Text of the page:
'I believe in what the Germans term Ehrfurcht: reverence for things one cannot understand.'
― Robert Aickman, An Essay
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Old 10-12-2017   #126
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Re: Arthur Machen

Does anyone see strong elements of natural law in Machen's work?

"What lay behind me was no longer any normal, familiar life, that everyday life out of which the impulse to pray raises us, with still at the back of our minds that whensoever we wish we can return. A void was behind me. And in front a wall, a wall of darkness." Georges Bernanos, The Diary of a Country Priest

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Old 10-12-2017   #127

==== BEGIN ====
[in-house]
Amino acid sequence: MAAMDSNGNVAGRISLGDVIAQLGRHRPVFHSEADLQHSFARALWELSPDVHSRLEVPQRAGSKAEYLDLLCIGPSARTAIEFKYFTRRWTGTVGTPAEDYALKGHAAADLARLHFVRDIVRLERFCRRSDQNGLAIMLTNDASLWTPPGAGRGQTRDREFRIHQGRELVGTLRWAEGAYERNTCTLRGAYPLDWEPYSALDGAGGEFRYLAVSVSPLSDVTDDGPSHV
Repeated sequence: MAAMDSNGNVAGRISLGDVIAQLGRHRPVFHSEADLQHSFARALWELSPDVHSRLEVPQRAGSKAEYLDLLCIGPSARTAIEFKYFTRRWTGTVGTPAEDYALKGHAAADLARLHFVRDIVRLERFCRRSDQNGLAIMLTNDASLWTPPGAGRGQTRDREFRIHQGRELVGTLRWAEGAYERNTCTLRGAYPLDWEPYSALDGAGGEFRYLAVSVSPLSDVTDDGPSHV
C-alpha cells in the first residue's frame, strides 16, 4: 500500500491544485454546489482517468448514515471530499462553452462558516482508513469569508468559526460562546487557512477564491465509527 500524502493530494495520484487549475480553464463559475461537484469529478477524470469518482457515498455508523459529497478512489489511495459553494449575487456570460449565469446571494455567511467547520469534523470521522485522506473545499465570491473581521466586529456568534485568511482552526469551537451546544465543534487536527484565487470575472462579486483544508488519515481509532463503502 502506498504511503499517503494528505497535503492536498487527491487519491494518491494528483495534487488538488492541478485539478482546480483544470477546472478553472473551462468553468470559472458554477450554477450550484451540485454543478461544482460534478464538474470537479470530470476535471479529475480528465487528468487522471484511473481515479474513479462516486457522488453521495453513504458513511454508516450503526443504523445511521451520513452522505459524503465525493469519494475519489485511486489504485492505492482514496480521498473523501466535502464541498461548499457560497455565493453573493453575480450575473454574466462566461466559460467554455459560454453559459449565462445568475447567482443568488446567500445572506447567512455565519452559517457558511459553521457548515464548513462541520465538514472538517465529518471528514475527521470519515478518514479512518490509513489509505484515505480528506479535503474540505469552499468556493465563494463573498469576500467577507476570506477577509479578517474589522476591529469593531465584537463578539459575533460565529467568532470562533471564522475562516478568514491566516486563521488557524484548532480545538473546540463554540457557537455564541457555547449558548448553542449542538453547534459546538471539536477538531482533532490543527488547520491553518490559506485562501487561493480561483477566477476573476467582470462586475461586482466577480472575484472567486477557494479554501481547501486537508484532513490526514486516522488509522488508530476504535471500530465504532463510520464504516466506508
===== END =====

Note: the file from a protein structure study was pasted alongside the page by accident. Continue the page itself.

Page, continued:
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Re: Arthur Machen

Does anyone here value "Out of the Picture" as I do? I also agree with Borges that "The Three Impostors" is a great novel. I've never been enthusiastic over "The Great Return" and find "The Hill of Dreams" contains way too much self-pity for me. "N" is a nice underrated piece that Joshi and other critics wrongly dismiss. His darkest works from the 1890's are magnificent.

Including a handful of prose poems or even poems in a collection of short stories is something I would champion. If done well, with attention to atmosphere and developing themes, it can only strengthen a volume of fiction.
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Old 10-12-2017   #128
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Re: Arthur Machen

Quote Originally Posted by Arthur Staaz View Post
Does anyone see strong elements of natural law in Machen's work?